By EOI Staff
The eyes of the skating world turn to the German town of Oberstdorf this week as the final quota places for the Beijing Winter Olympics next February will be allotted at the Nebelhorn Trophy.
The majority of spots for Beijing were allocated at the World Championships in March this year in Stockholm, Sweden (see table below). There was a tweak to the qualifying process from previous Olympics. If a country earned two or three spots at Worlds, but a second or third skater did not qualify for the free skating, they received the opportunity to qualify one extra spot at the Nebelhorn Trophy. The skater entered into Nebelhorn cannot have competed in the free skating at Worlds.
While the qualifying period for the Olympic Team Event will not be completed until December 2021, any nation failing to secure spots in at least three disciplines by the end of Nebelhorn Trophy will be ineligible to enter the event in Beijing. Austria, France, Georgia, Great Britain, South Korea, Sweden and Ukraine have already qualified in two disciplines.
Men (7 Spots/26 Countries)
This week provides Vincent Zhou (USA) a chance for redemption. The 2019 World bronze medallist was a shock non-qualifier for the free skating at Stockholm Worlds this year when he finished 25th in the short programme. The American already has a victory this season at last month’s Cranberry Cup International under his belt and it would be a huge shock if he were not to earn another spot for the United States this week in Germany.
Roman Sadovsky (CAN) and Mark Kondratiuk (RUS) were both selected on the basis of test skates in their respective countries and are sure to be in the mix for qualifying quota places. As is Adam Siao Him Fa (FRA) who is fresh off claiming a silver medal at the Lombardia Trophy less than two weeks ago.
Brendan Kerry (AUS) and Paul Fentz (GER) will use the experience of competing at the 2018 PyeongChang Olympics as motivation to secure a slot for their countries in Beijing. Another skater to watch out for is Vladimir Litvintsev (AZE) with his personal best of 230.84 from 2019 Worlds in Saitama, Japan.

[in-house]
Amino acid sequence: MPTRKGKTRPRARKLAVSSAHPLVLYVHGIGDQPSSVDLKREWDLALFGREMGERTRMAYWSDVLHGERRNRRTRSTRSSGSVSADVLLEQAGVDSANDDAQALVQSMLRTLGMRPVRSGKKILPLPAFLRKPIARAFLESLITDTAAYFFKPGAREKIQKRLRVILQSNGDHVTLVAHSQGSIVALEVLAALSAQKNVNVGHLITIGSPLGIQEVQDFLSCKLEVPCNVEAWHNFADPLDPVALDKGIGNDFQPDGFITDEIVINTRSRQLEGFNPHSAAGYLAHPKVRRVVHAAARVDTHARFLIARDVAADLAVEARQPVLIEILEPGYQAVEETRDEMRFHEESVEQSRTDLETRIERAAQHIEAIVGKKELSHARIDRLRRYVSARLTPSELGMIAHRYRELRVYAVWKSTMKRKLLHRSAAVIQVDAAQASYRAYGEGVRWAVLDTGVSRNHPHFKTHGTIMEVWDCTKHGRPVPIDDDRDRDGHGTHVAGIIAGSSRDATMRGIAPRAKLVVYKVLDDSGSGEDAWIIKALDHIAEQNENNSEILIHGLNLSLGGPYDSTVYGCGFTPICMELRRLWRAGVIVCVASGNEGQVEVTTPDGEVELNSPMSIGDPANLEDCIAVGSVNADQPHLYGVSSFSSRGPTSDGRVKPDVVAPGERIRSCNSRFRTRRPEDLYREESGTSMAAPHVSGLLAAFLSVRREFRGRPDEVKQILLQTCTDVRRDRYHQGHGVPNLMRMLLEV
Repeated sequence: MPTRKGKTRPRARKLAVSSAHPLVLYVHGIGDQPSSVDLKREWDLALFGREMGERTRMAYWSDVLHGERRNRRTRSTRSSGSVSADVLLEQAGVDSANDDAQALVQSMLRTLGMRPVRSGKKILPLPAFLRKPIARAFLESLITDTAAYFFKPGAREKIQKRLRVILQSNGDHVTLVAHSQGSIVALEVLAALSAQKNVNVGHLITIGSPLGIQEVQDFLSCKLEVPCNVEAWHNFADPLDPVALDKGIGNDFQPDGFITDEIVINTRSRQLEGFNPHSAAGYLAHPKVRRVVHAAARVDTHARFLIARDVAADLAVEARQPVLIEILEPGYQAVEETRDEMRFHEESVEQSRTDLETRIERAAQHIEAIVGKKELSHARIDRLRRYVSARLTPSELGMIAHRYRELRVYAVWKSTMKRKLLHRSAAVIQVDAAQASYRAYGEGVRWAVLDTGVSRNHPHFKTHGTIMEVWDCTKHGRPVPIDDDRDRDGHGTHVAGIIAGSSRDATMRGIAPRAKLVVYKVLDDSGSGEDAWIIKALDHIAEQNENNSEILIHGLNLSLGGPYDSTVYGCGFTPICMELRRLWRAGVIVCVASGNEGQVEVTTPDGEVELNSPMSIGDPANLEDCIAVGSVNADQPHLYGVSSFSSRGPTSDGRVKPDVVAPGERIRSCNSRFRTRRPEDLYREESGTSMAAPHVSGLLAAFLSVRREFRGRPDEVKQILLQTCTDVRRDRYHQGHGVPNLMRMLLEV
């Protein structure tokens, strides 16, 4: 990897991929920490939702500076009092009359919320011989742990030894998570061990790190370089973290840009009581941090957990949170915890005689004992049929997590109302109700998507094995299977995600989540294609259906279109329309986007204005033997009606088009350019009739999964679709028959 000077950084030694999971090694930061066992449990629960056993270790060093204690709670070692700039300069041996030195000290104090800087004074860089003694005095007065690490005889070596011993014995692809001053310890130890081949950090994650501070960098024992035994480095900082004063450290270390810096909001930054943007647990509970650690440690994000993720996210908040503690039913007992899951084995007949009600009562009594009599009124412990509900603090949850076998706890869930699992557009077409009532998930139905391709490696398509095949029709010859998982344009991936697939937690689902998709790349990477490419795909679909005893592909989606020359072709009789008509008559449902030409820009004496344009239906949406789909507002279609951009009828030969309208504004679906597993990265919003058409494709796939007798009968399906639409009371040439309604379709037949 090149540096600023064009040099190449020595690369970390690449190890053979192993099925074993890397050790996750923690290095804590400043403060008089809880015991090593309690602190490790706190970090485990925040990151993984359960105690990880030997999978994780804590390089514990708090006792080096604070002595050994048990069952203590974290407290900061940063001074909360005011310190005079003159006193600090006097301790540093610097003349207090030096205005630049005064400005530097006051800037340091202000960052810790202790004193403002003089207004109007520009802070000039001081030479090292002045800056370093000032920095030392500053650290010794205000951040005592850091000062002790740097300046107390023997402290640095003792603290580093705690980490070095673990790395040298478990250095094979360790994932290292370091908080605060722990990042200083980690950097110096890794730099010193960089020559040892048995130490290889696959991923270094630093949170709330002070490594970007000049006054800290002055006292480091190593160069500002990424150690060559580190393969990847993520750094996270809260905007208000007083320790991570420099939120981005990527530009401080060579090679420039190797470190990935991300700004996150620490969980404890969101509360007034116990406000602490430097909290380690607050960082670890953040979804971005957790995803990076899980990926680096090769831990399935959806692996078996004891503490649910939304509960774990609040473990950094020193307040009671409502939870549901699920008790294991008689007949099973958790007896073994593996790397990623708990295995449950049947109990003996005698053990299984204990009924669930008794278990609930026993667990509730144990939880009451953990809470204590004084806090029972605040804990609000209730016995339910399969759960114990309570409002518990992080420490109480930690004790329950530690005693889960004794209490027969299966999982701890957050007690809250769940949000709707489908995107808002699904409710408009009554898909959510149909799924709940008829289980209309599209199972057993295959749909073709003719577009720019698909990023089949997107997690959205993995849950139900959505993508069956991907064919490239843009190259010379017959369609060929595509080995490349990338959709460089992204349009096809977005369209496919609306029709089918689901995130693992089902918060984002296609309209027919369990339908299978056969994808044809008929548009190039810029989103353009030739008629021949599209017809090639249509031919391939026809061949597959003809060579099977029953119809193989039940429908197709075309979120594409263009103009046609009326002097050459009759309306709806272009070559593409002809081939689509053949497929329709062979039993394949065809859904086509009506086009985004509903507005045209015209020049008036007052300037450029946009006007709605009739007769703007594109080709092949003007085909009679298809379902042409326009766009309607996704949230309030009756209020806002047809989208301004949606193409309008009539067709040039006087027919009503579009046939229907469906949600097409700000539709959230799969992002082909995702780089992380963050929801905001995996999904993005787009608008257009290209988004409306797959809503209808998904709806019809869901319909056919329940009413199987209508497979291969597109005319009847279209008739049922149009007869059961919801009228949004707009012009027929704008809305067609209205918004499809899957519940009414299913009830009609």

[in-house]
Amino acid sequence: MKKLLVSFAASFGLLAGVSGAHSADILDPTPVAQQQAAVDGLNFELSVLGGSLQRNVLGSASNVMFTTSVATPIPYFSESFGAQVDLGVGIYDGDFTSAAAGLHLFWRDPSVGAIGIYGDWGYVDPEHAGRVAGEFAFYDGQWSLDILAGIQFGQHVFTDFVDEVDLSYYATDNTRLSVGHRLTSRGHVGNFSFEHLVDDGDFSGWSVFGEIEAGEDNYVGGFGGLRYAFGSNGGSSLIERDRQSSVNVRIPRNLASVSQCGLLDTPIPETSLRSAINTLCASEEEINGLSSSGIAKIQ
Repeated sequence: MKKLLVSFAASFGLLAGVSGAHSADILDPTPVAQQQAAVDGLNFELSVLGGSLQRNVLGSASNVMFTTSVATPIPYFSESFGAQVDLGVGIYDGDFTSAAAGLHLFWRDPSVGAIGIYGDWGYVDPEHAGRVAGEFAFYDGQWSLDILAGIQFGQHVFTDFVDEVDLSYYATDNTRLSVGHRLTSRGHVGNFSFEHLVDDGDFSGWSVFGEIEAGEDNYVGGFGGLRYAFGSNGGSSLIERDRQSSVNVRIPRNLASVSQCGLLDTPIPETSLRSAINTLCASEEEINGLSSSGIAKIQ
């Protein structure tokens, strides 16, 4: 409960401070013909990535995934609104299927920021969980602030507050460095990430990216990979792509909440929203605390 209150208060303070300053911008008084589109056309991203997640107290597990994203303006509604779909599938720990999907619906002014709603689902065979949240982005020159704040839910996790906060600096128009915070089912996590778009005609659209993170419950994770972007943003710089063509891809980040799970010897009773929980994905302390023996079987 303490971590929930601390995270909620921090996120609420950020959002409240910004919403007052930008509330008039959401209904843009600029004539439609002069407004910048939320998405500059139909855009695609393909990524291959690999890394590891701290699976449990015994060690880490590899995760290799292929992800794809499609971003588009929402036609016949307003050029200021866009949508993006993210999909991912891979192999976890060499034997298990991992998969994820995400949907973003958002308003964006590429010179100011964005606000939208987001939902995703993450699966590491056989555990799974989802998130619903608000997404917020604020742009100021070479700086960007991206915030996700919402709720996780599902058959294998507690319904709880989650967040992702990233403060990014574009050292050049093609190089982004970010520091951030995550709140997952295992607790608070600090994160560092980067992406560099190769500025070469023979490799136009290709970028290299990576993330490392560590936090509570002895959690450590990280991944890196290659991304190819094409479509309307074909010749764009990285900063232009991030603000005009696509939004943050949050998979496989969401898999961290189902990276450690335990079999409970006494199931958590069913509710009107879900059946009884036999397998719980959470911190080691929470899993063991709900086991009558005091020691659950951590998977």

Women (6 Spots/33 Countries)
This season marks the senior debut for Alysa Liu (USA) and she already has picked up two titles (Cranberry Cup International and Lombardia Trophy) in those few short weeks. The two-time U.S. champion is the clear favourite to add a third at Nebelhorn.
Alexia Paganini (SUI) picked up a spot for Switzerland at this same event four years and barely missed out at Stockholm Worlds this time round when she finished 25th in the short programme. The three-time Swiss champion switched coaches from Stephane Lambiel to Gheorghe Chiper at the end of last season.
Ekaterina Kurakova (POL) was way off the pace for Olympic qualification in March, but earlier this month she won silver at Lombardia Trophy behind Liu and ahead of Paganini which suggests she is in better form this season.
Kailani Craine (AUS) won the 2017 Nebelhorn Trophy to book her spot for PyeongChang. The Australian could only muster a 12th place finish at the Cranberry Cup International last month and will need to improve on that performance if she is to have a repeat Olympic appearance.
The only discipline that Italy did not qualify quota spots at Stockholm Worlds was in the women’s event. Lara Naki Gutmann (ITA) will have a good chance to do so if she performs to her best.
Viktoriia Safonova (BLR), Lea Serna (FRA) and Emilea Zingas (CYP) should also be in the hunt for those final places in Beijing.
Pairs (3 Spots/13 Countries)
The new pairing of Laura Barquero and Marco Zandron (ESP) burst onto the scene in spectacular fashion when they second at Lombardia Trophy earlier this month. If they skate as well this week, they could become the first Spanish skaters to qualify an Olympic spot in the pairs event.
Yuchen Wang and Yihang Huang (CHN) are in Germany to collect a third spot for China in their strongest discipline for the Beijing Olympics. This will be their first international competition as a senior pair.
Hailey Kops is Evgeni Krasnopolski’s seventh partner and will be aiming for a first Olympic appearance while Krasnopolski is hoping to make a third consecutive Games representing Israel.
Lana Petranovic and Antonio Souza Kordeiru (CRO) and Zoe Jones and Christopher Boyadji (GBR) are two of the veteran pairs attempt to qualify for a first Olympics.
Karina Safina and Luka Berulava (GEO) took a silver medal at the Junior Grand Prix in Kosice, Slovakia at the beginning of this month.
Ice Dance (4 Spots/17 Countries)
Maria Kazakova and Georgy Reviya (GEO) did not compete at all last season due to health issues. In the previous season, the Georgians won the Junior Grand Prix Final and a silver medal at the Junior World Championships.
The two teams closest to making the cut for the free dance at Stockholm Worlds were Juulia Turkkila and Matthias Versluis (FIN) and Natalie Taschlerova and Filip Taschler (CZE) respectively. The Czechs narrowly finished ahead of the Finns at the Lombardia Trophy earlier this month with both partnerships scoring new personal bests.
Tina Garabedian and Simon Proulx Senecal (ARM) made it to Stockholm Worlds, but did not get to skate due to return a positive Covid-19 test that later turned out to be false.